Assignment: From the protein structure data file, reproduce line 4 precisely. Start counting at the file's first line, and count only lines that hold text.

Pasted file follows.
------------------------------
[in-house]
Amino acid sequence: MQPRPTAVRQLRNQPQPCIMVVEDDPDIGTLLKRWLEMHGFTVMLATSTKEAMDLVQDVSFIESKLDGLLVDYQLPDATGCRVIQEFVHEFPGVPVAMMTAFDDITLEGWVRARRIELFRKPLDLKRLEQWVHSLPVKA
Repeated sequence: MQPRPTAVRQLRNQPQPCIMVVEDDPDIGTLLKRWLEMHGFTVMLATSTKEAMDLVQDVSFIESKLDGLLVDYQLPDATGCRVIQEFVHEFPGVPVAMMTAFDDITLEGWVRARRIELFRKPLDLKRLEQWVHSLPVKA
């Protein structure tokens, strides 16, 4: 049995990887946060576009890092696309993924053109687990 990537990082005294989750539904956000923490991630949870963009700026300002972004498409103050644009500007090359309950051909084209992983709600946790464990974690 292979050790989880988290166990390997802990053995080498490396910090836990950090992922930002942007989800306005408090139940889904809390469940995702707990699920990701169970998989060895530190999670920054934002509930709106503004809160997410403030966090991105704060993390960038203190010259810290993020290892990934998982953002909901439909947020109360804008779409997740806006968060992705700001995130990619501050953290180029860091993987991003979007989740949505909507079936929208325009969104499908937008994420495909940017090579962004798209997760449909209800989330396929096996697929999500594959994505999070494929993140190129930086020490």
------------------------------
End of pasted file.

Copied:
């Protein structure tokens, strides 16, 4: 049995990887946060576009890092696309993924053109687990 990537990082005294989750539904956000923490991630949870963009700026300002972004498409103050644009500007090359309950051909084209992983709600946790464990974690 292979050790989880988290166990390997802990053995080498490396910090836990950090992922930002942007989800306005408090139940889904809390469940995702707990699920990701169970998989060895530190999670920054934002509930709106503004809160997410403030966090991105704060993390960038203190010259810290993020290892990934998982953002909901439909947020109360804008779409997740806006968060992705700001995130990619501050953290180029860091993987991003979007989740949505909507079936929208325009969104499908937008994420495909940017090579962004798209997760449909209800989330396929096996697929999500594959994505999070494929993140190129930086020490």